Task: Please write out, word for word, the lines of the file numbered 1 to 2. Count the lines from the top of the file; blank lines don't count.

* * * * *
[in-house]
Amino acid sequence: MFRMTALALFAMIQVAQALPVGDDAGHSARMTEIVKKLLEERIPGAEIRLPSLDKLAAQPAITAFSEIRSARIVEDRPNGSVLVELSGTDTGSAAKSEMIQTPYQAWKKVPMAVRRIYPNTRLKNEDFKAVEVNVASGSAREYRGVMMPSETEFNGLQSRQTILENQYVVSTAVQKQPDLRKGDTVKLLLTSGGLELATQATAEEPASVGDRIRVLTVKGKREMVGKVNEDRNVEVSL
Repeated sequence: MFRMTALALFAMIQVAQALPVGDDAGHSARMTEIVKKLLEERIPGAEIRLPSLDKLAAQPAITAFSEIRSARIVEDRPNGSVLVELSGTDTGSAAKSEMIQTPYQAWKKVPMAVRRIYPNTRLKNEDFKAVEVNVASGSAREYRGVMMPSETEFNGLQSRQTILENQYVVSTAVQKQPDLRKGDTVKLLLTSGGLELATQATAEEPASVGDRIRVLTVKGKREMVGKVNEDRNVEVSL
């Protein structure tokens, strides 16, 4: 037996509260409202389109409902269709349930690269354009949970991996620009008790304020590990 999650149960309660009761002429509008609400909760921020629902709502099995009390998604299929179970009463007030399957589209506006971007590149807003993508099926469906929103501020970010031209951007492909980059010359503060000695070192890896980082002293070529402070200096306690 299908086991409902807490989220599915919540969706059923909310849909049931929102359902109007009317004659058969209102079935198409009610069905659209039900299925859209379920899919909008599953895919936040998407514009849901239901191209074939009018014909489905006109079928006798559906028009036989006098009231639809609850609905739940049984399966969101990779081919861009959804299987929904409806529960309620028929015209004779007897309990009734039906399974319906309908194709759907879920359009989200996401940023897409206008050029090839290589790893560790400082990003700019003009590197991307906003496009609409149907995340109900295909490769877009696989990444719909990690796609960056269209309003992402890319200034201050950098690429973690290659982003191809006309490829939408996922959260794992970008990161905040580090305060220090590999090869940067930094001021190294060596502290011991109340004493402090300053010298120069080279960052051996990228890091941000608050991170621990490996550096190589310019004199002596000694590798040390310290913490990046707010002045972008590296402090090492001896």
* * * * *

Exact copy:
[in-house]
Amino acid sequence: MFRMTALALFAMIQVAQALPVGDDAGHSARMTEIVKKLLEERIPGAEIRLPSLDKLAAQPAITAFSEIRSARIVEDRPNGSVLVELSGTDTGSAAKSEMIQTPYQAWKKVPMAVRRIYPNTRLKNEDFKAVEVNVASGSAREYRGVMMPSETEFNGLQSRQTILENQYVVSTAVQKQPDLRKGDTVKLLLTSGGLELATQATAEEPASVGDRIRVLTVKGKREMVGKVNEDRNVEVSL